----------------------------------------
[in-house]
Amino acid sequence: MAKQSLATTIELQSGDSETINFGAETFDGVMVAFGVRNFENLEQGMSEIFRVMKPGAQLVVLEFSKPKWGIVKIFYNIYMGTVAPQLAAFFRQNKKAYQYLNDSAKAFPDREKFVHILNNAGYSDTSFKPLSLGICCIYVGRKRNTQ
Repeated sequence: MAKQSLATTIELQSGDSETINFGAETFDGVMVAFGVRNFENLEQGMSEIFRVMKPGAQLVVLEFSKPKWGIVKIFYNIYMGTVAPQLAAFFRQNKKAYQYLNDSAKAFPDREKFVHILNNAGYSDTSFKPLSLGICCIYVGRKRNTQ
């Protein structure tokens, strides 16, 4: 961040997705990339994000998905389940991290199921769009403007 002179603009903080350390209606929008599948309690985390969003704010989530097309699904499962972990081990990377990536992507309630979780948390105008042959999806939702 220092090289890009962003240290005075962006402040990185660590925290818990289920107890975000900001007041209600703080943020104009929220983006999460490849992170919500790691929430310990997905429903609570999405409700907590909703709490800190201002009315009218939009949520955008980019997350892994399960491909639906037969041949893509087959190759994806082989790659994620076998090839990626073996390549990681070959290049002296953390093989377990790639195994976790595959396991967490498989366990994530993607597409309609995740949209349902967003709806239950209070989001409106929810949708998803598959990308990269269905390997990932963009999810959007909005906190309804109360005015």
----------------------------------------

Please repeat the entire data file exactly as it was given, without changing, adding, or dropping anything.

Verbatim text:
[in-house]
Amino acid sequence: MAKQSLATTIELQSGDSETINFGAETFDGVMVAFGVRNFENLEQGMSEIFRVMKPGAQLVVLEFSKPKWGIVKIFYNIYMGTVAPQLAAFFRQNKKAYQYLNDSAKAFPDREKFVHILNNAGYSDTSFKPLSLGICCIYVGRKRNTQ
Repeated sequence: MAKQSLATTIELQSGDSETINFGAETFDGVMVAFGVRNFENLEQGMSEIFRVMKPGAQLVVLEFSKPKWGIVKIFYNIYMGTVAPQLAAFFRQNKKAYQYLNDSAKAFPDREKFVHILNNAGYSDTSFKPLSLGICCIYVGRKRNTQ
């Protein structure tokens, strides 16, 4: 961040997705990339994000998905389940991290199921769009403007 002179603009903080350390209606929008599948309690985390969003704010989530097309699904499962972990081990990377990536992507309630979780948390105008042959999806939702 220092090289890009962003240290005075962006402040990185660590925290818990289920107890975000900001007041209600703080943020104009929220983006999460490849992170919500790691929430310990997905429903609570999405409700907590909703709490800190201002009315009218939009949520955008980019997350892994399960491909639906037969041949893509087959190759994806082989790659994620076998090839990626073996390549990681070959290049002296953390093989377990790639195994976790595959396991967490498989366990994530993607597409309609995740949209349902967003709806239950209070989001409106929810949708998803598959990308990269269905390997990932963009999810959007909005906190309804109360005015």